The Paroikos Bible Blog exists as a resource to those interested in Biblical studies and Koine Greek. It is hoped that this blog will simultaneously provide food-for-thought to the reader while pointing him or her in the direction of valuable resources, both in print and on the internet, that will further help his or her studies in the Word.

Aug 20, 2020

1 Peter: The Essential Scholars

 I just completed a first for me: recording, via a translator in a professional studio, lectures on 1 Peter in a foreign language for Christians in a Restricted Access Nation. More details are withheld for obvious reasons.

When lecturing in such a setting to such an audience (some of whom are probably new Christians), obviously you do not want to be overly-technical or bore the audience with surveys of scholarship. Citation of sources has to be cut down significantly, especially since the audience is guaranteed to have no clue whom you are talking about.

Having said that, it is utterly impossible to completely eliminate secondary sources with a clear conscience. The development of my own perspectives on 1 Peter owes too much to various scholars for me not to mention them. Lecturing in this manner, however, helps you boil secondary sources into what I would call "the essentials." [Forgive me, but I am focusing on English resources here, though I do mention two German scholars that easily retain their value even across the Atlantic]

Now, I generally stuck to conservative evangelical sources, since this is an audience that really needs the basics of 1 Peter, not critical scholarship. Having said that, one or two non-evangelical scholars occasionally made it in to my notes, though I don't think I mentioned any by name in the lecture itself (something like "as one scholar said" can protect you from oral plagiarism well enough; preachers take note! It is better to say "As one scholar said . . ." than to make your congregation think you came up with that nifty quote).

Here, then, are the scholars that I absolutely could not live without in the formation of my notes. 

First, for general scholarship on 1 Peter: Karen Jobes, Wayne Grudem, and John H. Elliott. To that I might have added Paul Achtemeier, except that I didn't have access to him when I was making my notes, though I have cited him frequently in formal academic publication. I think any evangelical pastor with just Jobes and Grudem has enough material to preach through 1 Peter, but of course we academic lecturers need more (and reading Elliott was, probably more than anything, formative in the direction of my own dissertation and subsequent monograph). Also, if this had been a more advanced graduate-class instead of for young Christians in an RAN, I would have probably incorporated more work by Reinhard Feldmeier (though I believe I used him at least once or twice anyways).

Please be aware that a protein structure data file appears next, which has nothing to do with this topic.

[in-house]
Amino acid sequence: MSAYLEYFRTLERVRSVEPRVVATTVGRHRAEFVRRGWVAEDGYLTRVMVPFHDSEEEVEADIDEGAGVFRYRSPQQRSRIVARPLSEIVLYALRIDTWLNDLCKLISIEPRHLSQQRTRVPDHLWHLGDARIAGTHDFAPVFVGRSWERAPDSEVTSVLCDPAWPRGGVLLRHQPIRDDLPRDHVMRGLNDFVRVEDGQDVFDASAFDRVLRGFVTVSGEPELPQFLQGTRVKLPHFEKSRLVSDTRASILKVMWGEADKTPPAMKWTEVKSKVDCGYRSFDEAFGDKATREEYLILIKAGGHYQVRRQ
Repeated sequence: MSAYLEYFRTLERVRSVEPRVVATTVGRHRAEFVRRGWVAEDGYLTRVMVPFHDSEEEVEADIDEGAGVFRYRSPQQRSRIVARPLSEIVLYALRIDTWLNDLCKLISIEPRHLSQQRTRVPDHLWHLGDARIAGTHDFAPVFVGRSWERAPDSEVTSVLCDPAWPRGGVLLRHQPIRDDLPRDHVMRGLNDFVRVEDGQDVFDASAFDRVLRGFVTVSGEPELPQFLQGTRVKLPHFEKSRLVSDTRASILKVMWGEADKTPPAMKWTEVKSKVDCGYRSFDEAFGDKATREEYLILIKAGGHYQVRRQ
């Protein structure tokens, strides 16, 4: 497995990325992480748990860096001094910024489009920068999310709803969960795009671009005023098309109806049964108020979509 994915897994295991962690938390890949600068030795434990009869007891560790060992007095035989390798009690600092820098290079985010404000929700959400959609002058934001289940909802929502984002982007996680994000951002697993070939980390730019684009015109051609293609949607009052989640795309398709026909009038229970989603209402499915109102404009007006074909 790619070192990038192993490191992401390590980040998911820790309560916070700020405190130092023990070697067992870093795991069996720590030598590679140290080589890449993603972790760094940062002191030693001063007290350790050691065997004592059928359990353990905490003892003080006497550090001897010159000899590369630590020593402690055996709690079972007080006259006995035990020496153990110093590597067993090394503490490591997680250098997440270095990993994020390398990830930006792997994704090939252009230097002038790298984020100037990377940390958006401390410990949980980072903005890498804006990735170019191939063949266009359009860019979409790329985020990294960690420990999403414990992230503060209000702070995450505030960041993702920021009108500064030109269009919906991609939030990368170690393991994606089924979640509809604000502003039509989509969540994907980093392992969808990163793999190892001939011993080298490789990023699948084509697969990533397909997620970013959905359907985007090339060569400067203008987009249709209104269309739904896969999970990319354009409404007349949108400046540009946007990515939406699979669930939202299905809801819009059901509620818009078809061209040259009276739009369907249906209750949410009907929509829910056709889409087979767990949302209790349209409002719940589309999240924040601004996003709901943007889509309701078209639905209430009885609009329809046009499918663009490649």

[I would like to add as a side-note that for those who would like to publish more popular level work on 1 Peter, Catherine Gonzalez's "Belief" commentary on 1-2 Peter and Jude is extremely quotable. Although not "essential" in the same way as those above, it's probably more enjoyable!] 

Secondly, there are a number of scholars whom I consider essential in regards to a specific point or two, who also found their way into my notes. These are Travis Williams (especially on persecution in 1 Peter and the interpretation of 1 Peter 2:13), Leonhard Goppelt, because of his magisterial quote on Jesus as the Rock (though this may have to do more with John Alsup's translation; I have tried and so far failed to locate that quote in the German), and David Horrell's article in NTS on ethnic language in 1 Peter 2:9, all of which are essential to my own understanding of the second chapter of this epistle. The interested reader should note that Williams and Horrell are teaming up on the revised ICC on 1 Peter, which I am looking forward to greatly! Also, William Dalton has written what is probably the definitive examination of the infamous "spirits in prison" passage (1 Pet 3:19) and is able to show us how that passage can be viewed vis-à-vis the theme of the suffering Christ triumphant over spiritual powers and glorified, as comfort to suffering Christians.

Those are, more-or-less, the essentials, imo, though there were a number of other scholars whom I cited just because I liked something they had to say: my friend Tim Miller on apologia in 1 Pet 3:15; Dennis Edwards, who in his Story of God commentary noted the thematic contrast between humility and pride as the devil's sin in 1 Peter 5; Selwyn, who makes an interesting point about the purifying effect of suffering (and to be fair Selwyn is considered the "classic" commentary of the first 75 years of the 20th century!). Other scholars (Witherington, Kelly, Helyer, Davids) also found their way into my notes, but nobody plays as important role for me as Jobes, Grudem, and Elliott (with Williams coming in a close fourth).